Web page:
At a sports bar the other night, some friends and I were having a conversation when the topic of shoes came up. Lisa is a tall, smart pulchritudinous blond who’s in the high end retail clothing business. Clothes and accessories are integral to her life.
In an introspective mood, having just turned 30, Lisa concluded that in three decades she had accomplished little except having a good shoe collection.
“I’m good at investing in shoes,” she said.
Being a supportive person, I complimented her on her achievement and asked if she would start on handbags next?
“That market is way out of my league. Prices are too high,” she said.
Hmmm, like Google stock? I thought. But the concept of shoes as an investment started me thinking. Do shoes qualify as an investment? If so, what’s the return? What’s the risk? What’s the asset allocation of a good shoe portfolio? Can shoes be traded? Is there money to be made in a shoe hedge fund? Should I start a shoe index fund? What’s the forecast for the shoe market this year? Does the Dodd-Frank financial reform bill affect shoes? (Note: comments here concern women’s shoes only. Male investment in shoe collections is minor, although there are men who collect women’s shoes).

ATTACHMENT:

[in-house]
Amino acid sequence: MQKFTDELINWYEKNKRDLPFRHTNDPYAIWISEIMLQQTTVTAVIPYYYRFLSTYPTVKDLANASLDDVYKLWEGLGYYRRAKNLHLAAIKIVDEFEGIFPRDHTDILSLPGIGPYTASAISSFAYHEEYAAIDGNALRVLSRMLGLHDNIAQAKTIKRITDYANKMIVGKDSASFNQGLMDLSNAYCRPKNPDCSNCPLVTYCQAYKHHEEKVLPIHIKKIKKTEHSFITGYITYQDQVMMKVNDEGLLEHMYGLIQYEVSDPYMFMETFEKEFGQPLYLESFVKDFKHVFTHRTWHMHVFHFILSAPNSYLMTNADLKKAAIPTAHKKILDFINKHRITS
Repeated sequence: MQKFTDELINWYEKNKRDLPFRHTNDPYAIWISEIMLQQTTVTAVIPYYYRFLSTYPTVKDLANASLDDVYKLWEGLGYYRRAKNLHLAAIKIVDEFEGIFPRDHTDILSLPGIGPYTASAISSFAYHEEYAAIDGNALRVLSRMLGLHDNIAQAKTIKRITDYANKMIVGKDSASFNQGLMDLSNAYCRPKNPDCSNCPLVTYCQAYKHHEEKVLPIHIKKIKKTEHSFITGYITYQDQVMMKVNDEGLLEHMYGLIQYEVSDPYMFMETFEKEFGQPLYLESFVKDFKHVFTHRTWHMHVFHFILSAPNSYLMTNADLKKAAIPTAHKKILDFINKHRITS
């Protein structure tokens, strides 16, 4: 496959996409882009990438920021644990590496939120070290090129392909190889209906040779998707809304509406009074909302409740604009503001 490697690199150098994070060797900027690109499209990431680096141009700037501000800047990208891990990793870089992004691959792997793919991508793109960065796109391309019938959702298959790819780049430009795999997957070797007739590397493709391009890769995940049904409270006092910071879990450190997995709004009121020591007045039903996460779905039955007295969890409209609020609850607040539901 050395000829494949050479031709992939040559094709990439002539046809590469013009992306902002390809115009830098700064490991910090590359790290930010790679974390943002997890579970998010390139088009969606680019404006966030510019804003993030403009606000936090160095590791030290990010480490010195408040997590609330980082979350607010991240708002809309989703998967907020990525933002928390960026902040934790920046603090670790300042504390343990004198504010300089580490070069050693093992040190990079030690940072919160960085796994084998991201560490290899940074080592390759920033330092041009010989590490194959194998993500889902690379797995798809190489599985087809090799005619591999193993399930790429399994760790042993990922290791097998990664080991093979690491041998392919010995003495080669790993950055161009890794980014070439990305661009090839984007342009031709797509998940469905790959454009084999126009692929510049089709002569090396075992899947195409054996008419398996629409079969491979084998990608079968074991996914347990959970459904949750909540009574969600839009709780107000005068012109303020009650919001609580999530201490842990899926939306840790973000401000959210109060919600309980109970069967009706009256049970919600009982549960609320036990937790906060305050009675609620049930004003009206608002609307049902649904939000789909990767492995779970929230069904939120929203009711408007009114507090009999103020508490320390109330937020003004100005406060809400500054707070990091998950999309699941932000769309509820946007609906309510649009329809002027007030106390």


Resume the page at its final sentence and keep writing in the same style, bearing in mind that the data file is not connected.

An investment is capital employed to provide a return which can be high or low depending on risk. Return is measurable and should be commensurate to the amount invested. The Manolo Blahnik designer brand has a pair of alligator boots available for $16,000. Excluding guarantees of no blisters, bunions or excess sweat, how can the return be measured? Apparently it doesn’t matter. Lisa says you can’t put a price on something that makes you feel special. (Sure you can: 100 shares of Google stock bought at $85).
So, shoes provide a psychic return. Is that good enough? The secondary market for shoes (financial jargon for “used”) exists only at Goodwill. Thus feeling good is the only return you can expect. Reminds me of the time I lived in New York and worked for a bank. Some mornings I would get my shoes shined. It made me feel special. But it cost only $4. Now that’s an investment.
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